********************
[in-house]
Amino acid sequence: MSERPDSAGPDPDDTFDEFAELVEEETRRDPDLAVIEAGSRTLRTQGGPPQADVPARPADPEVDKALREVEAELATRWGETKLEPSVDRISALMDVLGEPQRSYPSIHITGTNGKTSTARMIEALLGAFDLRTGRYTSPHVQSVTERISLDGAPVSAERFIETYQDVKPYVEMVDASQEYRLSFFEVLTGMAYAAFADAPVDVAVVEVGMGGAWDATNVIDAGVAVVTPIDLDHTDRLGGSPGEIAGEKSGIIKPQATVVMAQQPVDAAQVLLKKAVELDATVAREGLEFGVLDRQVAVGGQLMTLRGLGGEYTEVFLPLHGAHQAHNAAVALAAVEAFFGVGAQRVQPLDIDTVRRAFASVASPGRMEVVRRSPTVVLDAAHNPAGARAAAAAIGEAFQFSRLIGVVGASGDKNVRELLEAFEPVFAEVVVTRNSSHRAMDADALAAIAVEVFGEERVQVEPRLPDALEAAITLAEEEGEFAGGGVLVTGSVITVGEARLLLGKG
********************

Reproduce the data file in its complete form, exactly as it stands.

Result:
[in-house]
Amino acid sequence: MSERPDSAGPDPDDTFDEFAELVEEETRRDPDLAVIEAGSRTLRTQGGPPQADVPARPADPEVDKALREVEAELATRWGETKLEPSVDRISALMDVLGEPQRSYPSIHITGTNGKTSTARMIEALLGAFDLRTGRYTSPHVQSVTERISLDGAPVSAERFIETYQDVKPYVEMVDASQEYRLSFFEVLTGMAYAAFADAPVDVAVVEVGMGGAWDATNVIDAGVAVVTPIDLDHTDRLGGSPGEIAGEKSGIIKPQATVVMAQQPVDAAQVLLKKAVELDATVAREGLEFGVLDRQVAVGGQLMTLRGLGGEYTEVFLPLHGAHQAHNAAVALAAVEAFFGVGAQRVQPLDIDTVRRAFASVASPGRMEVVRRSPTVVLDAAHNPAGARAAAAAIGEAFQFSRLIGVVGASGDKNVRELLEAFEPVFAEVVVTRNSSHRAMDADALAAIAVEVFGEERVQVEPRLPDALEAAITLAEEEGEFAGGGVLVTGSVITVGEARLLLGKG